Jimmy Page And Jeff Beck In Michelangelo Antonioni 1966 Classic Blow-Up
For English-speaking fans of Italian master Michelangelo Antonioni, Blow-Up (1966) must have felt like a gift from above. For his picture (based on a Julio Cortazar story and set in Swinging London), Antonioni was working at the height of his powers and had a Herbie Hancock score to back him up.
Of course, no film set in London in that year could ignore the rock scene that was so much bigger than The Beatles and Rolling Stones. And in the middle of Blow-Up, the main character (played by David Hemmings) wanders into a club where a hard-edged band is playing.
In that scene, fans of Led Zeppelin can catch a young Jimmy Page on stage with The Yardbirds, which at that time also featured Jeff Beck. While the film offers a rare glimpse of the Beck-Page version of the band, the Yardbirds weren’t Antonioni’s first choice for the film.
As you might guess by the guitar-smashing, the director originally wanted The Who to play in the film. However, a crafty play by The Yardbirds’ manager got his own group in the picture.
Michelangelo Antonioni had seen The Who’s destructive act in 1965
In terms of theatrics, The Who’s stage act was a tough one to beat at the time of the Blow-Up shoot. The band had been smashing guitars, amplifiers, and drum kits for months by that point, and the visual aspect of it clearly intrigued Antonioni.
At a December 1965 gig at the Goldhawk Club in Shepherd’s Bush, London, Antonioni caught The Who’s explosive act live. According to author Mark Blake in Pretend You’re in a War, a vicious fight broke out that night at the club. After the show, bouncers had to carry a wounded concertgoer off the floor.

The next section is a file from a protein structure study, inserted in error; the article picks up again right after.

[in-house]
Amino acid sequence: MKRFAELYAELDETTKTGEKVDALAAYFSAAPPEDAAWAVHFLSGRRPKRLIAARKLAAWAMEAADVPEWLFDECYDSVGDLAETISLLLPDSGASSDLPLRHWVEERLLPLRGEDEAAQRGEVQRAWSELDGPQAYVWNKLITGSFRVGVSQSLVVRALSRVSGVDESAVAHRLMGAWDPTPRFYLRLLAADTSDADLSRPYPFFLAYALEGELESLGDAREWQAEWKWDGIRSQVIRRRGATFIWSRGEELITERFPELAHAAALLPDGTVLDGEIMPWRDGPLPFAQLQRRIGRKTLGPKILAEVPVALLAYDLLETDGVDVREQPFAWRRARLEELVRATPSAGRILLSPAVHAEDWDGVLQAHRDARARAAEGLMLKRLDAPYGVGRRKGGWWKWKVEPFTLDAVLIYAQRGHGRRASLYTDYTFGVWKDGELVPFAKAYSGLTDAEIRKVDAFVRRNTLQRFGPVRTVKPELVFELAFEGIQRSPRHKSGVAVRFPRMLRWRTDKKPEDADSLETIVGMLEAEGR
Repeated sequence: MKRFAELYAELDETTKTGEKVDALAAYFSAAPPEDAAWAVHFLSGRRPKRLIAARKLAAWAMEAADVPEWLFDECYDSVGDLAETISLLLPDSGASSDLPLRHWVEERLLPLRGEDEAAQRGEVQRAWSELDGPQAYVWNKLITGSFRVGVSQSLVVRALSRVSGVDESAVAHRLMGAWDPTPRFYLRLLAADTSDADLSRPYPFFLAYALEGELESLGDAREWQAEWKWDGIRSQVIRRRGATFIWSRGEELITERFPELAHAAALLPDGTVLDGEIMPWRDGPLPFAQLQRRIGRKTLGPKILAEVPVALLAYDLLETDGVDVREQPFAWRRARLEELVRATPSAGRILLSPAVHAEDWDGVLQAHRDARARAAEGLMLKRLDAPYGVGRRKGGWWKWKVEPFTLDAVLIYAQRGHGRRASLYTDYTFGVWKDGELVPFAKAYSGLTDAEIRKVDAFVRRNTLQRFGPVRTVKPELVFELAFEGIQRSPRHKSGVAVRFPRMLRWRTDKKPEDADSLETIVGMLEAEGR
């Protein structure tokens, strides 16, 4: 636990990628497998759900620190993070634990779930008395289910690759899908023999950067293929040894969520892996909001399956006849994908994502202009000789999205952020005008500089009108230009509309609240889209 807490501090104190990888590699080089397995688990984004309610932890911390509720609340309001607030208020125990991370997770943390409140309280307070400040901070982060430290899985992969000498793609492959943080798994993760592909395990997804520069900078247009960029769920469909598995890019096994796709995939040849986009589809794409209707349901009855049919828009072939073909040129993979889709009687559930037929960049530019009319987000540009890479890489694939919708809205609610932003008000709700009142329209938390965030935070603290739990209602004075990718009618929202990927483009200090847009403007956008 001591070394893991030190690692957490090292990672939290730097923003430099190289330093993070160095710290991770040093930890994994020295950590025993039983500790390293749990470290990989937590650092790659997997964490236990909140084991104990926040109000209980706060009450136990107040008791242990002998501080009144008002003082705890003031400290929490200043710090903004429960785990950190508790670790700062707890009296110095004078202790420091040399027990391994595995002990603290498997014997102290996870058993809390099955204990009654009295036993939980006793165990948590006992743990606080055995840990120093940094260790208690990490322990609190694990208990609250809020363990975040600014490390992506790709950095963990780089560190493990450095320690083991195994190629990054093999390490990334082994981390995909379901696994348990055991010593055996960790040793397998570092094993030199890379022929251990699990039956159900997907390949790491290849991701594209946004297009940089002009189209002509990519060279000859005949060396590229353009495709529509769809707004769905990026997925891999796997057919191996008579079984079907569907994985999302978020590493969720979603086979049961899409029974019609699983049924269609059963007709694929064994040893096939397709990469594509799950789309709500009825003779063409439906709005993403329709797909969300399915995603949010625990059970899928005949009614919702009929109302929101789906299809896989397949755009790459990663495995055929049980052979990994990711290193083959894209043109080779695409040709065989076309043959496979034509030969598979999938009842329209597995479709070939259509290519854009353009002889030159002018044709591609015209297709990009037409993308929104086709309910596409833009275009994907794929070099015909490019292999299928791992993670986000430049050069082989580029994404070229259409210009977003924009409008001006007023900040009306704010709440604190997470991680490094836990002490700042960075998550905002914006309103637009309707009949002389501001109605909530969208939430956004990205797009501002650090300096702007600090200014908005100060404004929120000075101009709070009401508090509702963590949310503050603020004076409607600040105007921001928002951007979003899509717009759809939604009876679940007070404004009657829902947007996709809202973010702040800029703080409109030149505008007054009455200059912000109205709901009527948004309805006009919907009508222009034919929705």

In the early part of ’66, Terence Stamp (brother of Who co-manager Chris Stamp) was up for the lead in Blow-Up. However, after seeing Hemmings perform in a play around that time, Antonioni decided to go with Hemmings.
It’s unclear whether that casting change weakened The Who’s bargaining power. Nonetheless, Who co-manager Kit Lambert couldn’t close the deal with Antonioni in the following months. That left the door open for The Yardbirds.
While Pete Townshend has claimed that The Who were too raw for Antonioni to feature in Blow-Up, other accounts of The Yardbirds getting the gig sound more convincing. In Martin Power’s Jeff Beck biography Hot Wired Guitar, Yardbirds manager Simon Napier-Bell said he pulled a fast one on The Who management.
Napier-Bell said Kit Lambert had told him about Antonioni’s idea to use The Who over dinner one night. When Lambert asked for Napier-Bell’s advice, The Yardbirds manager told Lambert to ask for a big sum and to hold out for final edit on the scene, all the while knowing Antonioni would refuse.
After Antonioni indeed shot down Lambert’s demands, the director reportedly considered The Velvet Underground and other bands. But Napier-Bell contacted Antonioni and convinced him The Yardbirds had the sound and stage presence that could top any other act in London.
Napier-Bell closed the deal and got his band in the picture, and the scene stands as a fine artifact of London in mid-’66. Without it, we wouldn’t know what the Page-Beck Yardbirds looked like on stage.